Your strings contribute in a number of ways to the feel of the ball on contact, power level, spin, comfort etc. The string is therefore just as important to your game as racket selection.
Lets begin by briefly looking at the major categories (materials) of string and the pros and cons of each.
The original tennis string. The string is made of natural materials, specifically the intestine of the cow or in some cases sheep.
- Power: Due to it elastic properties natural gut is the most powerful string available.
- Feel: The softness of natural gut allows for great ball pocketing, providing maximum feedback to the player.
- Comfort: Natural gut is very flexible and remains comfortable, even when strung at high tension. It is therefore no surprise that natural gut is often recommended for sufferers of tennis elbow.
- Expensive: Being a natural product that requires processing to refine, a good quality natural gut string is the most expensive option.
- Weather: Despite more modern natural guts being coated, playing in high humidity and rain will ruin the string.
- Durability: Compared to a poly string a natural gut string will generally break a lot quicker. Though in some instances durability is often better than synthetic gut or multifilament strings. Over time the string will appear to fray, though playability is not overly impacted by this.
- Spin: The ability to generate spin is lower than with a poly string.
Synthetic gut strings are generally made from nylon fibres and are the cheapest of all the string alternatives.
- Price: These are the cheapest of all the string options.
- Power: Due to its elastic qualities synthetic gut is a very powerful string.
- Durability: Synthetic gut is the lest durable of all of the string options. Big hitters would not expect to get more than a couple of hours out of this string.
A multifilament string comprises hundreds of very thin strands. These strands are spiral wound and then coated to form a bound/solid string. These strings are the closest playing alternative to natural gut.
- Comfort: These strings are much softer than poly strings and are often recommended for suffers of tennis elbow (and general arm issues) as an alternative to the more expensive natural gut.
- Power: The power level of a multifilament is generally higher than a poly string so can benefit some players.
- Price: While still an expensive string vs. a synthetic gut it is a much cheaper option to achieve some natural gut like characteristics.
- Durability: Once friction has worn through the outer casing the individual filaments will begin to break, eventually being very obvious fraying of the stringbed.
Polyester (Poly or Co-poly)
Poly strings are also referred to as monofilament strings. They are a made of a single core of polyester material.
- Durability: Given their monofilament construction poly strings are the most durable of all the string compositions.
- Control: Poly strings are low powered. This enables the player to confidently take aggressive full swings at the ball.
- Spin: Poly strings are generally smooth, which allows for string movement and snap-back. This encourages mechanical spin on the ball. In addition to this natural spin many poly strings are shaped (square, hexagon) which further encourages spin on the ball.
- Comfort: These strings are a lot stiffer than other string options. They are therefore not recommended for players with arm issues.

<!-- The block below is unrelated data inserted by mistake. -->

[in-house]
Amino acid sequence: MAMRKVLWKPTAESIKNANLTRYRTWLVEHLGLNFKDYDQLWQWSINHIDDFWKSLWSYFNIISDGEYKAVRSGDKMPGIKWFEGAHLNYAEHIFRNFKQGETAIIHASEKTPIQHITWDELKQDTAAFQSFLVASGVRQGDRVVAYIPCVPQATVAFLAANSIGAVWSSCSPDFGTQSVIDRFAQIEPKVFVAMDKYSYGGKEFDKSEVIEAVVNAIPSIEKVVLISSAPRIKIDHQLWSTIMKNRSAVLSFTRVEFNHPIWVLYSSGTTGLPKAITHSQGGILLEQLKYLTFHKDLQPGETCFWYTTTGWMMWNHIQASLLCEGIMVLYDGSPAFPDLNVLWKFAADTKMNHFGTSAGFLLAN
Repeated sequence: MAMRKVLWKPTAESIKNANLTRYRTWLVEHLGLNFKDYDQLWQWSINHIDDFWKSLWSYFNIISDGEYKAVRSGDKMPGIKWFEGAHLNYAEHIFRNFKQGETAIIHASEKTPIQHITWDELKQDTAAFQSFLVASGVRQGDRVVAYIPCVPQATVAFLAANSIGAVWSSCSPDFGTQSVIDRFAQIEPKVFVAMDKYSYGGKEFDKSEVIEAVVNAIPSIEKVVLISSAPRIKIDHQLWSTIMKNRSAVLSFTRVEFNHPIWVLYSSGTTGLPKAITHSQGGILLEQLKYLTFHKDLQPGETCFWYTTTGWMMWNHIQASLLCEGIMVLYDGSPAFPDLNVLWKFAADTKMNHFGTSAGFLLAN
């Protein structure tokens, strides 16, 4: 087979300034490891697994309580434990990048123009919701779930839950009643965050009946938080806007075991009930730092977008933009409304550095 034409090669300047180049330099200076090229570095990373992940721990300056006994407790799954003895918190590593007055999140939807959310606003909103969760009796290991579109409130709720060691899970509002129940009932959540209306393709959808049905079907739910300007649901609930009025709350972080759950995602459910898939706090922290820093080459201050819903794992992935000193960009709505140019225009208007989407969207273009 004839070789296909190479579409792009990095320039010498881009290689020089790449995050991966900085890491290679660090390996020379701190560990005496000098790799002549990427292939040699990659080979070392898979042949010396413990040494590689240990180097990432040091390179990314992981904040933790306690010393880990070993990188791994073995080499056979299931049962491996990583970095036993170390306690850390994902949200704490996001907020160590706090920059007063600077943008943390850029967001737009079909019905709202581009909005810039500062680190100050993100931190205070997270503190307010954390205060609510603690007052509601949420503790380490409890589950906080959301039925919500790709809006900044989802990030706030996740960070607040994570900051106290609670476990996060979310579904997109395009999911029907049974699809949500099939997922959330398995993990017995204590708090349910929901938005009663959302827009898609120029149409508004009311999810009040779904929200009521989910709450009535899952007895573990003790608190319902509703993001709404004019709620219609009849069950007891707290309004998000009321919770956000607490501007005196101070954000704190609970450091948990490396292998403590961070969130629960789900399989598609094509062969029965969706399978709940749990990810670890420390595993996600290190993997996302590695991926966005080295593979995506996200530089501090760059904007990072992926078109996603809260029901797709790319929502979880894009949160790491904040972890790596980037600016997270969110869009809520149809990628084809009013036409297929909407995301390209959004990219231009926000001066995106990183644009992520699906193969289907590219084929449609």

- Power: While listed as a con this is not the characteristic a player is seeking when choosing to play a poly string.
As you’ll see from the summary above each string has different aspects it can bring to your game. By mixing strings, in a so called hybrid, you can bring the best attributes of each to your game. As an example many tour players use a natural gut in the mains and a poly in the crosses. Now their string only needs to last until the next change of balls so this might not be the best option if cost is a significant selection criteria. Using a multifilament and poly together may allow a combination of both comfort and control to be achieved, while also being more powerful than a poly alone.
The gauge of the string refers to the cross section thickness. The thicker a string the less powerful it will be, but more control will be delivered, along with greater durability. Conversely a thinner string will be more powerful, produce more spin, but have a lower durability.
Typical string gauges:
- 19: 1.00 – 1.10mm
- 18: 1.10 – 1.16mm
- 17L: 1.16 – 1.20mm
- 17: 1.20 – 1.24mm
- 16L: 1.22 – 1.26mm
- 16: 1.26 – 1.33mm
- 15L: 1.34 – 1.40mm
- 15: 1.41 – 1.49mm
- Men: Start with a 16 gauge string. If a very tight string pattern (i.e 18×20 in a 95 square inch racket) then consider a 17 gauge.
- Women: Consider a 17 gauge string. If using a very open pattern (i.e. 16×18 in a wide-body racket) then consider a 16 gauge.
Simply this is how tight (or loose) the string bed has been strung/tensioned. A tighter tension will be less powerful, delivering more control. A lower tension will be more powerful. There is conjecture as to which will deliver more spin potential. There are many factors to those single characteristic (frame, string, tension, swing plane etc.) so we’re not going to attribute it to tension alone.
Unless you have a specific “go to” tension start out in the 50 – 55lb range and refine from there based on results and preference.
Tension maintenance is a reference to the ability of the string to hold its tension after being strung. Consider that a racket will “relax” after being strung and naturally some tension loss will occur. Additionally once the string has been hit for a few hours it will also stretch and settle, resulting in a loss of some tension.
Tension maintenance can vary by individual string, as its a design/manufacturing characteristic. But generally consider this as a guide:
- Best: Natural gut
- Better: Multifilament
- Good: Poly